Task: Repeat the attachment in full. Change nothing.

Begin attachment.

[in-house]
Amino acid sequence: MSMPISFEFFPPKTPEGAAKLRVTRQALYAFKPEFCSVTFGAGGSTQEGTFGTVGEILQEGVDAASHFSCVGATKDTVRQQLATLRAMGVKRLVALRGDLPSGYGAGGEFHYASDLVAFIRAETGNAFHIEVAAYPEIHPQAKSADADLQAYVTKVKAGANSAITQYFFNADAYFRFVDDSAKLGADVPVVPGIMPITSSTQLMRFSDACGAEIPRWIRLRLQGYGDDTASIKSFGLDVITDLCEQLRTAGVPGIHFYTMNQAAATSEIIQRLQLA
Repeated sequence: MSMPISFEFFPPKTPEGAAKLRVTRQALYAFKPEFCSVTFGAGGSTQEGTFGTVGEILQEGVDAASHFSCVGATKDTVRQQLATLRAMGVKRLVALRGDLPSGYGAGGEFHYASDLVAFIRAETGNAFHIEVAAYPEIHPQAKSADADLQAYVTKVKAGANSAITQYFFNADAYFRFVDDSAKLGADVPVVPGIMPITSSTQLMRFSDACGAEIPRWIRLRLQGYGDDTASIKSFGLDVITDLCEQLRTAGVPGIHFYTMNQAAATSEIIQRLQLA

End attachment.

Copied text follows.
[in-house]
Amino acid sequence: MSMPISFEFFPPKTPEGAAKLRVTRQALYAFKPEFCSVTFGAGGSTQEGTFGTVGEILQEGVDAASHFSCVGATKDTVRQQLATLRAMGVKRLVALRGDLPSGYGAGGEFHYASDLVAFIRAETGNAFHIEVAAYPEIHPQAKSADADLQAYVTKVKAGANSAITQYFFNADAYFRFVDDSAKLGADVPVVPGIMPITSSTQLMRFSDACGAEIPRWIRLRLQGYGDDTASIKSFGLDVITDLCEQLRTAGVPGIHFYTMNQAAATSEIIQRLQLA
Repeated sequence: MSMPISFEFFPPKTPEGAAKLRVTRQALYAFKPEFCSVTFGAGGSTQEGTFGTVGEILQEGVDAASHFSCVGATKDTVRQQLATLRAMGVKRLVALRGDLPSGYGAGGEFHYASDLVAFIRAETGNAFHIEVAAYPEIHPQAKSADADLQAYVTKVKAGANSAITQYFFNADAYFRFVDDSAKLGADVPVVPGIMPITSSTQLMRFSDACGAEIPRWIRLRLQGYGDDTASIKSFGLDVITDLCEQLRTAGVPGIHFYTMNQAAATSEIIQRLQLA